With many schemes struggling to deal with large and volatile deficits, the issue of the inflationary measure used for increasing pensions in payment and revaluing deferred benefits in final salary occupational pension schemes has slowly moved back up the de-risking agenda for many sponsoring employers.
Prior to 1 January 2011, the statutory minimum requirements for increasing pensions in payment and revaluing deferred benefits were based on changes in the Retail Prices Index (RPI) subject to a cap. Since that date, the Government has set the minimum requirements by reference to changes in the Consumer Prices Index (CPI) instead of RPI. As CPI is generally lower than RPI, significant reductions can be made in a scheme's liabilities by switching the inflationary measure.
Whether the switch to CPI would automatically follow the change in Government policy largely depends on the precise wording used in the scheme rules. Typically, for revaluation of deferred benefits, scheme rules tend to track the statutory position (meaning the switch to CPI would have happened automatically).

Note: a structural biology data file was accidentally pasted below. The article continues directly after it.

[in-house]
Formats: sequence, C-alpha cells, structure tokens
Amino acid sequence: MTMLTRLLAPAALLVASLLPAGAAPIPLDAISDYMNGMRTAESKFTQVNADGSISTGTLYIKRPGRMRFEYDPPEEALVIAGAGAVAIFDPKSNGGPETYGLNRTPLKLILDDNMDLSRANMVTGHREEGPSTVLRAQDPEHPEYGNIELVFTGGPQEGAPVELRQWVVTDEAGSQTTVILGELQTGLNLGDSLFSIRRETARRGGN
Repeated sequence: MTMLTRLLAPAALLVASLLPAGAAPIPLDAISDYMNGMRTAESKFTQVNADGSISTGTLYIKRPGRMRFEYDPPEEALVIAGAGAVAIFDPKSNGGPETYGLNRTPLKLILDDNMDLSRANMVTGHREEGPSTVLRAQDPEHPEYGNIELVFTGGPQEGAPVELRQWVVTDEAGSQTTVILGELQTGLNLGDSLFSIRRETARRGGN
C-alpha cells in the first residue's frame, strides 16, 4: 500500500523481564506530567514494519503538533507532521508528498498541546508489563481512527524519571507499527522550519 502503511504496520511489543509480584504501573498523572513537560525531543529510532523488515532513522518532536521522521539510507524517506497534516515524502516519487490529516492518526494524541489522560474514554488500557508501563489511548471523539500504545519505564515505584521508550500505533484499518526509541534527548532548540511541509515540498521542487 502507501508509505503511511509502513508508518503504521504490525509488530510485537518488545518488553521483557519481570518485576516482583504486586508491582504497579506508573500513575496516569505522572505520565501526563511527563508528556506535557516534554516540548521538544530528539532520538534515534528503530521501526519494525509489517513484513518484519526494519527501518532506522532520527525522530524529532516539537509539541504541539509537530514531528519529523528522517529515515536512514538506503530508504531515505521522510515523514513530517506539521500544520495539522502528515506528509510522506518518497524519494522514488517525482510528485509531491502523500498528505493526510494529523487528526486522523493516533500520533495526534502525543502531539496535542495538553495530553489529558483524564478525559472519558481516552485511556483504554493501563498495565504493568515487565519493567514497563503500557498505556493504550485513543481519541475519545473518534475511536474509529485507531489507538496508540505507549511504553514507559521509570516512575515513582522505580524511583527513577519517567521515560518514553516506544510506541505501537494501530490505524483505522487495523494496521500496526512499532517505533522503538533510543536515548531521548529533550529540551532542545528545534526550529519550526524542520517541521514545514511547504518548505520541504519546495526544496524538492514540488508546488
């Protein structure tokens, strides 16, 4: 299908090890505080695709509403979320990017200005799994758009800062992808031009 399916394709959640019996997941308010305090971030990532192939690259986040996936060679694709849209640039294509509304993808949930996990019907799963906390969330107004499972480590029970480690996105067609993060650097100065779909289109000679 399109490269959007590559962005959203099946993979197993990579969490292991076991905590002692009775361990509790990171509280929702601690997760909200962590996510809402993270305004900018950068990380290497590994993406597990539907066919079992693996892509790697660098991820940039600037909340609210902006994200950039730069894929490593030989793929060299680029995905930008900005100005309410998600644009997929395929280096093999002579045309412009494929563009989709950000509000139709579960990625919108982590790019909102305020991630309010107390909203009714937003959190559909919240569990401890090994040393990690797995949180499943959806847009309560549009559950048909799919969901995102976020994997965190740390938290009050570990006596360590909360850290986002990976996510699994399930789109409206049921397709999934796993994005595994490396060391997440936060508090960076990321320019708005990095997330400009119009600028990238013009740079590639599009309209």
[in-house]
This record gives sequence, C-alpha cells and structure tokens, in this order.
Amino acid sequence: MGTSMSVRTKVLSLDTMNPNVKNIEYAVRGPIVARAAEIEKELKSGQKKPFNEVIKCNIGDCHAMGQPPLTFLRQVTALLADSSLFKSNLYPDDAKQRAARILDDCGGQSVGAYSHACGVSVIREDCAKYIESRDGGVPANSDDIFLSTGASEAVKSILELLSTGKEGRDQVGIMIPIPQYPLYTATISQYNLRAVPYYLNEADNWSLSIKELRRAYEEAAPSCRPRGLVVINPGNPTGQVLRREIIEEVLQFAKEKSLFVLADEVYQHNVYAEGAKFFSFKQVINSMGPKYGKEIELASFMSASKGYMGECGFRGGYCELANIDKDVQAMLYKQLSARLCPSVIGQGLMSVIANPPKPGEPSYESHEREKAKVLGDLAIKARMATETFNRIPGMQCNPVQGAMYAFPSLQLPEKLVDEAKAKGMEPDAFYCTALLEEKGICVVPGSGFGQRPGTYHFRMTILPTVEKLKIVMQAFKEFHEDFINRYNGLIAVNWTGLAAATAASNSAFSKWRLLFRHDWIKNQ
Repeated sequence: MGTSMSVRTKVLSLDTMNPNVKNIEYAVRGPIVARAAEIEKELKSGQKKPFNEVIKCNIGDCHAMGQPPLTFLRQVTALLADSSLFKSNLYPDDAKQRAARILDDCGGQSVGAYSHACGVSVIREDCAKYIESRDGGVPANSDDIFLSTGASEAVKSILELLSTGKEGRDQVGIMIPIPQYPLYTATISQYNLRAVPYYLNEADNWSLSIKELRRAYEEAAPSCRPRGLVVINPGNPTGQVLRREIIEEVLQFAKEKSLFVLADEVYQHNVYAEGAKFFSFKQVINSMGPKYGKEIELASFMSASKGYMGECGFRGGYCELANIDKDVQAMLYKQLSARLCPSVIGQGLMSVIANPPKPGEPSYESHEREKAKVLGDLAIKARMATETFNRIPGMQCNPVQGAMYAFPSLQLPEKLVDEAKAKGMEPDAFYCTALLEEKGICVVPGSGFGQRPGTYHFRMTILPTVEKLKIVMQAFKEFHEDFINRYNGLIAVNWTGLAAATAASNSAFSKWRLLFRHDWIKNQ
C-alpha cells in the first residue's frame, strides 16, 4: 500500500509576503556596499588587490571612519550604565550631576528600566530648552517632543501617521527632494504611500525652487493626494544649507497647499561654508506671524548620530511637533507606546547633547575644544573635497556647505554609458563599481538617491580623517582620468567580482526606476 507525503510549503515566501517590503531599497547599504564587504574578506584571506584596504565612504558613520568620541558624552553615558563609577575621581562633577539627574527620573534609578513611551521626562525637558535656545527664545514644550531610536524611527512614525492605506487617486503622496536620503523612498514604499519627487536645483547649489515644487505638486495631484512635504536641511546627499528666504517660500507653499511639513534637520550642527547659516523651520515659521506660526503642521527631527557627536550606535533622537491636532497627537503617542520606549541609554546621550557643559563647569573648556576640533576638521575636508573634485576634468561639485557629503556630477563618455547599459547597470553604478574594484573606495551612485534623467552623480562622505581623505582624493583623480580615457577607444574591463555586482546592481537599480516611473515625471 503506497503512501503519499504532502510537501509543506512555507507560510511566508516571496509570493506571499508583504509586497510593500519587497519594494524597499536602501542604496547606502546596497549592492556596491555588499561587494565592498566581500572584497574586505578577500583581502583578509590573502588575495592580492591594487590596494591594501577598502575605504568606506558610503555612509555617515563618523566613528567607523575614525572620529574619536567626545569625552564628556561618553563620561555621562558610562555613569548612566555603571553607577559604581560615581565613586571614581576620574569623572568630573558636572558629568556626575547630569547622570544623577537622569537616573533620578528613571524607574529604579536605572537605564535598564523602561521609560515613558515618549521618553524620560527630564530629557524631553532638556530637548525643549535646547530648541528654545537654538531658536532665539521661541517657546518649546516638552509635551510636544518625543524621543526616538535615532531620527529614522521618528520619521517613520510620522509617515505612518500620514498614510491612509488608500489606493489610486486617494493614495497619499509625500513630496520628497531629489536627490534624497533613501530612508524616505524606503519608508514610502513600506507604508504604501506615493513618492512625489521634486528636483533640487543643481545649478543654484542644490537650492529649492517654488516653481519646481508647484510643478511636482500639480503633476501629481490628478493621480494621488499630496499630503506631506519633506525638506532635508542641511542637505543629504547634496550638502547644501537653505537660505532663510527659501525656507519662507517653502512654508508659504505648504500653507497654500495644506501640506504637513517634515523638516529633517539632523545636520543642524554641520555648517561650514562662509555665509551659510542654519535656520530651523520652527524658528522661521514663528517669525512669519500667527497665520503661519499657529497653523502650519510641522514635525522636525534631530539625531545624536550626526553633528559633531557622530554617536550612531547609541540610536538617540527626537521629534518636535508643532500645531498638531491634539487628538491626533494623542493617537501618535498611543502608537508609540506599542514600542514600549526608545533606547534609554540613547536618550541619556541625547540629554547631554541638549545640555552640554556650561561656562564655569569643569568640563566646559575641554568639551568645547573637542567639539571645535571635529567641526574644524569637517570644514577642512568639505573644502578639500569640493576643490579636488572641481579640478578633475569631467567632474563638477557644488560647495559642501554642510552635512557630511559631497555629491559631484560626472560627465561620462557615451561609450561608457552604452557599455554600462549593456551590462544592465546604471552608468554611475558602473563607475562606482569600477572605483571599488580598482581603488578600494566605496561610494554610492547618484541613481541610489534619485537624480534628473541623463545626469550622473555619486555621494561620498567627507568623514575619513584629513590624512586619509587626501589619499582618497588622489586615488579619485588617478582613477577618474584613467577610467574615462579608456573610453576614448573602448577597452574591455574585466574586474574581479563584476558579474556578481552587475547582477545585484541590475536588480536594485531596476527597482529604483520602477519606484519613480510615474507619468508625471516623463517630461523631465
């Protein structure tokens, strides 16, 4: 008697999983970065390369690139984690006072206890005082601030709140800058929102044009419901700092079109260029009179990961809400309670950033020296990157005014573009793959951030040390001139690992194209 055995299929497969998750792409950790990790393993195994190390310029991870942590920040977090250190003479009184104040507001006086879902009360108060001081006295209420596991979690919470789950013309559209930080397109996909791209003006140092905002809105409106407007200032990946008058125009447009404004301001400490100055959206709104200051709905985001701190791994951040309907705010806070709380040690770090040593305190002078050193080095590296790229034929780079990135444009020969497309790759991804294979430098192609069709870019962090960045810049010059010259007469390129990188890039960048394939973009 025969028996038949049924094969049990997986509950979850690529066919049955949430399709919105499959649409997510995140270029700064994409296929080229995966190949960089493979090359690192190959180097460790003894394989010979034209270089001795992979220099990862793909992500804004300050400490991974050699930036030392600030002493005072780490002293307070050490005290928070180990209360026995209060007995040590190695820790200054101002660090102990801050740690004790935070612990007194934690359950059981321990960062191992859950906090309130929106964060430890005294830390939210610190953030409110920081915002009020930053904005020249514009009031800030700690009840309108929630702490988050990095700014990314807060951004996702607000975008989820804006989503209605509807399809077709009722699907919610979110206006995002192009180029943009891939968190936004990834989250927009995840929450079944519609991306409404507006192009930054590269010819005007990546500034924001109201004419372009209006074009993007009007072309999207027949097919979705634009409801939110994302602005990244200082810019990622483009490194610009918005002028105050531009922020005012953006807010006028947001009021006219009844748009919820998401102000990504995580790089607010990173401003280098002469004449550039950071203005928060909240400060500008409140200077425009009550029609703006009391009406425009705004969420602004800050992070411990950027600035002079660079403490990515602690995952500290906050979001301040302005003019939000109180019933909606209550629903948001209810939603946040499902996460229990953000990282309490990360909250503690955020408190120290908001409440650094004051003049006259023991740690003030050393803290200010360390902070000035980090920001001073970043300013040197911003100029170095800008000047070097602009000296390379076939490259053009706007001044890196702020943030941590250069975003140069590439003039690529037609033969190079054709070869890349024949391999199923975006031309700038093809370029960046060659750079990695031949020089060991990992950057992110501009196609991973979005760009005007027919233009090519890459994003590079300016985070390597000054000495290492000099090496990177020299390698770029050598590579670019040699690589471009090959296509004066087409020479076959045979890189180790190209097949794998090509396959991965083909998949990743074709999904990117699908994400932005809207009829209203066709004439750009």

In practice, for pensions in payment, there tends to be a greater degree of variation across scheme rules. Broadly scheme rules fall into one of three categories, namely the pension increase provision:
- Tracks the statutory minimum requirements (meaning an automatic move to CPI)
- "Hardcodes" RPI (meaning that it may only be possible to amend the scheme rules to switch to CPI for increases to pension accrued in respect of future service)
- Refers to RPI, but with a discretion to use an alternative inflationary measure.
Many sponsoring employers and trustees took advice on the ability to switch between the relevant inflationary measures when the change from RPI to CPI was announced in 2010. Typically, the legal advice given around that time would have taken a conservative view of the ability to operate a discretion to switch to CPI (as set out in the final bullet point above).
Since then there has been a line of prominent cases which has evolved legal thinking in this area. As such, we are finding that sponsoring employers and trustees are revisiting this issue in light of the subsequent case law and assessing whether it is now possible, and correct, to move to CPI for increasing pensions in payment.
A brief history of the most relevant CPI/RPI cases
Danks v Qinetiq / Arcadia Ltd v Arcadia Group Pension Trust Ltd